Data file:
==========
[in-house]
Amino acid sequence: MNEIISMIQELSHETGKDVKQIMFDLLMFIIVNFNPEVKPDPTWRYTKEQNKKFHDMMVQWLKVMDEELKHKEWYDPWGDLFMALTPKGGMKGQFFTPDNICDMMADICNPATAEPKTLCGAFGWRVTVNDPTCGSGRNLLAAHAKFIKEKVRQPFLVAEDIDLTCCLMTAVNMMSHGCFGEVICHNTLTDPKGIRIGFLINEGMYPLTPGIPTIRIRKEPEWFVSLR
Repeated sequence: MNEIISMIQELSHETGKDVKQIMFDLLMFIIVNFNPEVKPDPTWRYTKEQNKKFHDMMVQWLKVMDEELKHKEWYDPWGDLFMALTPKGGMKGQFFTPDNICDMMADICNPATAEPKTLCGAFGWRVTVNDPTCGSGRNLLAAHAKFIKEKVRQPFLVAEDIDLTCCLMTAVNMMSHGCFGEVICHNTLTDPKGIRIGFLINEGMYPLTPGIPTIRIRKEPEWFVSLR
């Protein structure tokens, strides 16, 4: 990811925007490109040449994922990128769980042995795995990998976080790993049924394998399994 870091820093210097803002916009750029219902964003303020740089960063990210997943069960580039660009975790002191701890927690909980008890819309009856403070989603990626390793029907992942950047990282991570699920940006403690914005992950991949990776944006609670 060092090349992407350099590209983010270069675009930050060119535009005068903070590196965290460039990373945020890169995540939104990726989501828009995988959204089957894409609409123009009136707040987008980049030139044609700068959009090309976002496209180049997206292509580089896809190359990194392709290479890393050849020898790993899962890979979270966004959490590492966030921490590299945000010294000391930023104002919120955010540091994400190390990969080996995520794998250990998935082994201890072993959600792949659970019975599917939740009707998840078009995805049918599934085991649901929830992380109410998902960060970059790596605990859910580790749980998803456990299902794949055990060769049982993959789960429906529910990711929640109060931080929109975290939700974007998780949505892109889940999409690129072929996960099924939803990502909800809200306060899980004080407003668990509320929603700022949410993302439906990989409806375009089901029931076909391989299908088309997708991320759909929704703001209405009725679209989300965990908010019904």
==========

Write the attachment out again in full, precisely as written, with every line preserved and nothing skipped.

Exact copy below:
[in-house]
Amino acid sequence: MNEIISMIQELSHETGKDVKQIMFDLLMFIIVNFNPEVKPDPTWRYTKEQNKKFHDMMVQWLKVMDEELKHKEWYDPWGDLFMALTPKGGMKGQFFTPDNICDMMADICNPATAEPKTLCGAFGWRVTVNDPTCGSGRNLLAAHAKFIKEKVRQPFLVAEDIDLTCCLMTAVNMMSHGCFGEVICHNTLTDPKGIRIGFLINEGMYPLTPGIPTIRIRKEPEWFVSLR
Repeated sequence: MNEIISMIQELSHETGKDVKQIMFDLLMFIIVNFNPEVKPDPTWRYTKEQNKKFHDMMVQWLKVMDEELKHKEWYDPWGDLFMALTPKGGMKGQFFTPDNICDMMADICNPATAEPKTLCGAFGWRVTVNDPTCGSGRNLLAAHAKFIKEKVRQPFLVAEDIDLTCCLMTAVNMMSHGCFGEVICHNTLTDPKGIRIGFLINEGMYPLTPGIPTIRIRKEPEWFVSLR
């Protein structure tokens, strides 16, 4: 990811925007490109040449994922990128769980042995795995990998976080790993049924394998399994 870091820093210097803002916009750029219902964003303020740089960063990210997943069960580039660009975790002191701890927690909980008890819309009856403070989603990626390793029907992942950047990282991570699920940006403690914005992950991949990776944006609670 060092090349992407350099590209983010270069675009930050060119535009005068903070590196965290460039990373945020890169995540939104990726989501828009995988959204089957894409609409123009009136707040987008980049030139044609700068959009090309976002496209180049997206292509580089896809190359990194392709290479890393050849020898790993899962890979979270966004959490590492966030921490590299945000010294000391930023104002919120955010540091994400190390990969080996995520794998250990998935082994201890072993959600792949659970019975599917939740009707998840078009995805049918599934085991649901929830992380109410998902960060970059790596605990859910580790749980998803456990299902794949055990060769049982993959789960429906529910990711929640109060931080929109975290939700974007998780949505892109889940999409690129072929996960099924939803990502909800809200306060899980004080407003668990509320929603700022949410993302439906990989409806375009089901029931076909391989299908088309997708991320759909929704703001209405009725679209989300965990908010019904």